We have a new CLM taking the formation course in the NAP, preparing himself to go to mission.
Darrel J. Vandeveld is a lawyer and retired Army officer who graduated from the University of California, San Diego, and the University of California, Hastings College of the Law.
He comes from Erie, Pennsylvania, where he raised his four children and served as the head of the Pennsylvania Attorney General’s Office in Erie, from which he recently retired.
After September, 2001, Darrel served in the US Army in Bosnia, Africa, Iraq, Afghanistan and Guantanamo Bay, Cuba. He retired from the Army Reserve in 2015 as a Lieutenant Colonel. In his final assignment for the military, Darrel was assigned to a capital murder trial at Joint Base Lewis-McChord in Washington State.
Darrel has served as an elected member of his local school board, and has served on the boards of non-profit organizations, including the Pennsylvania Artists’ Collective Alliance, an organization dedicated to providing local artists with performance spaces and other resources.
He is a member of the St Joseph Bread of Life Community in Erie.
We are the Camey Figueroa family and we are happy to share with you our first steps towards our mission in Brazil.
We have been staying at St. Thomas, San Salvador, since September 7 and will return to Guatemala on the 22nd. This is we are going through or Experience of Detachment and community life prior to our actual leaving for our mission. It has been a very needed and enriching experience.
We could certainly try to imagine many aspects of missionary life, and even think that this experience is not even necessary, because it is enough to be very cautious in figuring out what we would do, carry along, how to work, and so on. However, It is only when you experience something personally that you see and live through things as they really are, and this is what has made this experience a great source of strength for us and for the CLM community of the Central American Province, because all the work we have done here has been possible thanks to the support of the new CLM that is taking shape in El Salvador.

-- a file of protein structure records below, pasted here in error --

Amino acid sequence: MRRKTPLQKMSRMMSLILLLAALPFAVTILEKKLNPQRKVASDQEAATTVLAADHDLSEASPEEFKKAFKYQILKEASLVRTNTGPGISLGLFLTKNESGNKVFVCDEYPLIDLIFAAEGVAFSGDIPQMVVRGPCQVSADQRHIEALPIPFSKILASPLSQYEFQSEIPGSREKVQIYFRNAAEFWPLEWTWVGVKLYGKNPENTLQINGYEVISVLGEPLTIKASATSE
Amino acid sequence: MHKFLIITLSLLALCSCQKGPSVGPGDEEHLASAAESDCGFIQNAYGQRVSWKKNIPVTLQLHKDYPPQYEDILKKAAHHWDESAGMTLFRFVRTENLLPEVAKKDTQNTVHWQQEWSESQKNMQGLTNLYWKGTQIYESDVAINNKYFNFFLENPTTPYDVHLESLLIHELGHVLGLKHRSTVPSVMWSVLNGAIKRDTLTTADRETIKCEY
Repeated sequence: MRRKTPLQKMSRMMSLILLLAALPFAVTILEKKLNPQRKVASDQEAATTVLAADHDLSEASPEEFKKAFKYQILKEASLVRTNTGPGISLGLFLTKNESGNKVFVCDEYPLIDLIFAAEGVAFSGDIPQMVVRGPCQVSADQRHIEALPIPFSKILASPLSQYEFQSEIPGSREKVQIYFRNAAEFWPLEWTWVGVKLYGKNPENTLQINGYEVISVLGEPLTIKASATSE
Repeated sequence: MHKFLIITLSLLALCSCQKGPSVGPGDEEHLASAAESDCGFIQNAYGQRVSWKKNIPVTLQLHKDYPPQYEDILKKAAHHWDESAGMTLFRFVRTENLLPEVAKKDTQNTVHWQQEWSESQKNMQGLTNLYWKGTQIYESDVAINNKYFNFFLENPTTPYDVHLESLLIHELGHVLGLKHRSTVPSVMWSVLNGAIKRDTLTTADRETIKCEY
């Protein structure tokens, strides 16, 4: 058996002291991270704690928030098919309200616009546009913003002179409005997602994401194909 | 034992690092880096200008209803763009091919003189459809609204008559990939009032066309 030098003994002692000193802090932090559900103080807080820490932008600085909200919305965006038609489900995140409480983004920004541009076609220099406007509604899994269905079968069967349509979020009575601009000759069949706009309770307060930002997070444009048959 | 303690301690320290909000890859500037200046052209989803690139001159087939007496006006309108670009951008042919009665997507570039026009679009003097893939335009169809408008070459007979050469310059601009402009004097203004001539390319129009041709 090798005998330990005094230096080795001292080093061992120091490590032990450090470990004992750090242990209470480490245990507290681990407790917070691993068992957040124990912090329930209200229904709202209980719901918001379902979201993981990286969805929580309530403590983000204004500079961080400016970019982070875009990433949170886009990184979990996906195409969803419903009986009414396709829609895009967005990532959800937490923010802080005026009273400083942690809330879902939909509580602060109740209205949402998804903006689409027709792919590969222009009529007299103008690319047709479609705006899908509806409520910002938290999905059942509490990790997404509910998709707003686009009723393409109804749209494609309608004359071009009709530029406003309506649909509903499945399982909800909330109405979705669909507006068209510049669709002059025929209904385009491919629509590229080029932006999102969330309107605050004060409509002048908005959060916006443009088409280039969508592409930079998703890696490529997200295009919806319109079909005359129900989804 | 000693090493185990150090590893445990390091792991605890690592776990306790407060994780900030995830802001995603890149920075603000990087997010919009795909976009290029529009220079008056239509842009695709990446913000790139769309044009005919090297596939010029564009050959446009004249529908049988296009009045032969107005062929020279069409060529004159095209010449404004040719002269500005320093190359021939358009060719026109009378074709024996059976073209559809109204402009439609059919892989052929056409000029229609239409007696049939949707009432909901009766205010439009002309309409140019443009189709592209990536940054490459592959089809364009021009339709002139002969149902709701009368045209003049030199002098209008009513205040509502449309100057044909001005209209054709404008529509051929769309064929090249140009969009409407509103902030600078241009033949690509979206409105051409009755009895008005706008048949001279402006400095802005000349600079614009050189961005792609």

Perhaps the most typical reality that we have experienced is the simple fact that we are a family. By the mercy of God, as a family we have my strengths and we know each other, we know how to be complementary and move on. But it is also true that the current situation is unusual, we never lived this way and it has been the source of some difficulties.
These difficulties have made us aware that we must stick together, be more conscious of our weaknesses and of the need to be patient and persevering in facing them.
More specifically, our missionary work, and it is worth saying that it is not separate from who we are personally and as a family, is very public in the context of daily life.
For the most part, we have visited seniors, some in poor health, others very old and ill and mostly afflicted by loneliness.
These are elderly people, who had large families, like in the case of Hilda who had six children, two died early and four lived with her. Her husband left her with the four. She had to work a lot and leave the children alone for many hours. Now her children, possibly without any bad intention, but wounded and never healed, reflect this same style.
Now she lives with one son, who only had one child and then his wife left him. This grandson, the only child of her own son, has also gone, but, at least this is good news, he has been in the seminary for several years and keeps in touch with his grandmother.
Even though we are neighboring countries, when we arrived we realized that we were seeing a degree of poverty and violence worse than in Guatemala. The social inequality has gotten worse since they changed from the local currency to the dollar without a referendum and the corruption damages any attempt to development. People are seriously abused and the Church is doing its best to help the communities face this evil.
We are very happy to realize how Bishop Romero was able to leave a mark in the life of many Salvadorans, who are anxiously awaiting their canonization in October. There is no house or church that does not have a picture of him, a true symbol of justice and a sign of God’s love, since he struggled to mediate between the army and the rebels.
These realities are not abnormal, because our societies are suffering in the same way. At time for the urge to enjoy “the good life,” and other times because of the poverty of our countries of Latin America.
Today, it is very important that we live fully our being family. We must believe in the promises of God, our good Father, so as not to worry about too many things, since the flowers of the field are so well dressed and the sparrows in the sky do not toil and yet eat. And so it is that our Almighty God always remembers us.